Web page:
Last updated on 26 May 2022
You have been assigned by the marketing team to load bulk data from a CSV file into a PostgreSQL table. How would you go about it?
command in PostgreSQL is the most preferred option here. Let’s look at how the
command can be used to load data from a CSV file into a PostgreSQL database.
We assume you already know how to create a database, table and also define the data types in PostgreSQL. If not, you can check the PostgreSQL documentation for detailed information.
How does the copy command in PostgreSQL Works?
command copies files from CSV files into tables in a PostgreSQL database or from tables to CSV files. It is the preferred method when you want to load bulk data into a PostgreSQL table.
command is different from the meta-command
which is used by the psql client to load bulk data into PostgreSQL tables. When loading a large dataset using the
command, this command should be executed on the PostgreSQL server hosting the target tables. In the case of the
used by the psql client, it should be executed from the host where the client resides.
There are two types of
command available in PostgreSQL. There are
command is used to copy a table in PostgreSQL to a selected file whilst the
command is used to copy records in a file to a table.
command supports different file formats such as csv, binary, and text.
However, there is a slight difference between the
command and the
command in terms of transferring files from one source of storage to another.
For instance, when copying data from files to a Postgresql table there is no need to specify the absolute path of the target file but in a situation where you are copying data from Postgres tables to csv files, then you need to specify the absolute path of the target files.
Using the COPY FROM command
Now let’s look at how to use the
command to copy data in CSV file format.
Apart from CSV file format, it supports other file formats such as text and binary.
Copy from CSV file to PostgreSQL table
To copy the
file using the
command, execute the following on your Linux terminal:
COPY details (FName, LName, DoB, Email) FROM '/home/mikey/Downloads/details.csv' DELIMITER ',' CSV HEADER;
The output below means the
command has copied all 10 rows in the
file into the
The query below displays all rows which were available in the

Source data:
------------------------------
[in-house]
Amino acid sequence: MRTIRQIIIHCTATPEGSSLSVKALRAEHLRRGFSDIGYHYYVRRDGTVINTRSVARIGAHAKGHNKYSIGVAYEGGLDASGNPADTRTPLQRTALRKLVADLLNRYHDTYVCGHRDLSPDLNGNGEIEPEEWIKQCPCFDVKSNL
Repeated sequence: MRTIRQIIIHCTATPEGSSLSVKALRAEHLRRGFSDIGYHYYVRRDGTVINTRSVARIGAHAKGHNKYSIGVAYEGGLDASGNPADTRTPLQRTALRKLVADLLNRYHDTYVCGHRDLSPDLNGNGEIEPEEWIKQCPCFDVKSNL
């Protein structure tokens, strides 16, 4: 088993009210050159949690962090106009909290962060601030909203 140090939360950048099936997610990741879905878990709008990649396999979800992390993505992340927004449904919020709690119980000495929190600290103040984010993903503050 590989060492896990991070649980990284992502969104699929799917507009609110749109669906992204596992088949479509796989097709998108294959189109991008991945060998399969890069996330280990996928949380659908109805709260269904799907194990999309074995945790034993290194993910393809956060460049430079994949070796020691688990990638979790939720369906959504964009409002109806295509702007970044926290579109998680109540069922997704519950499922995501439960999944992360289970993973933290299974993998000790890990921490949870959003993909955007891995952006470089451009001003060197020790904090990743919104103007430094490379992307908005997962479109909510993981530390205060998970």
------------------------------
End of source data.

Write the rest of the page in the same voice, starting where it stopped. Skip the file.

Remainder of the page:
file before they were imported into the
table in PostgreSQL.
select * from details; fname | lname | dob | email --------+------------+------------+--------------------- John | Doe | 1995-01-05 | email@example.com Jane | Doe | 1995-02-05 | firstname.lastname@example.org Davies | Michel | 1990-04-05 | email@example.com Amas | Wick | 1998-03-08 | firstname.lastname@example.org Esther | Wigan | 1997-06-05 | email@example.com Frank | James | 1996-04-07 | firstname.lastname@example.org Gordon | Mack | 1978-04-03 | email@example.com Femi | Akemidola | 1998-05-06 | firstname.lastname@example.org Denis | Wayo | 1996-05-04 | email@example.com Shola | Brown | 1995-04-02 | firstname.lastname@example.org (10 rows)
How long does it take COPY FROM command to import data?
If we want to find out how long it takes to import all the 10 rows inside the
file into the
table, we can use the following command to enable timing on the Postgres server as shown below:
Try to import the 10 rows inside the
file into the postgres table
to find out how long it takes.
COPY batch (FName, City, Gender) FROM '/home/mikey/Downloads/main.csv' DELIMITER ',' CSV HEADER;
The output below shows that the
command took 55 milliseconds to import 10 rows into the
COPY 10 Time: 55.664 ms
command is far more efficient when importing data into a PostgreSQL table in bulk rather than inserting rows one after another as shown below:
INSERT INTO memo (FName, City, Gender) VALUES ('mike', 'Accra', 'male'); INSERT 0 1 Time: 67.555 ms
Although by default, the
command is optimized for bulk loading of data, we can make it more efficient by focusing on the following:
maintenance_work_memparameter: Increasing the value of this parameter increases the performance of the
COPY FROMcommand if you are going to create indexes immediately after populating the table with the
checkpoint_segments: In PostgreSQL when checkpointing occurs, all dirty pages are flushed to the disk for persistence. Each
checkpoint_segmentis usually 16 megabytes. So in the case of loading bulk data, Postgres will checkpoint more frequently than the specified checkpoint frequency via
Checkpointing frequently result in performance issues because of excess use of operating system resources. You can prevent frequent checkpointing by increasing checkpoint segment beyond 16 megabytes.
Finally, it is advisable to enable the
daemon to ensure that the query planner has up-to-date statistics about the table you are about to load bulk data. So in a situation where we have two large CSV files to import into a table in PostgreSQL, the query planner can rely on recent statistics about the table to make efficient decisions related to query planning.
If you need assistance with your PostgreSQL operations, consider our PostgreSQL Health Checks.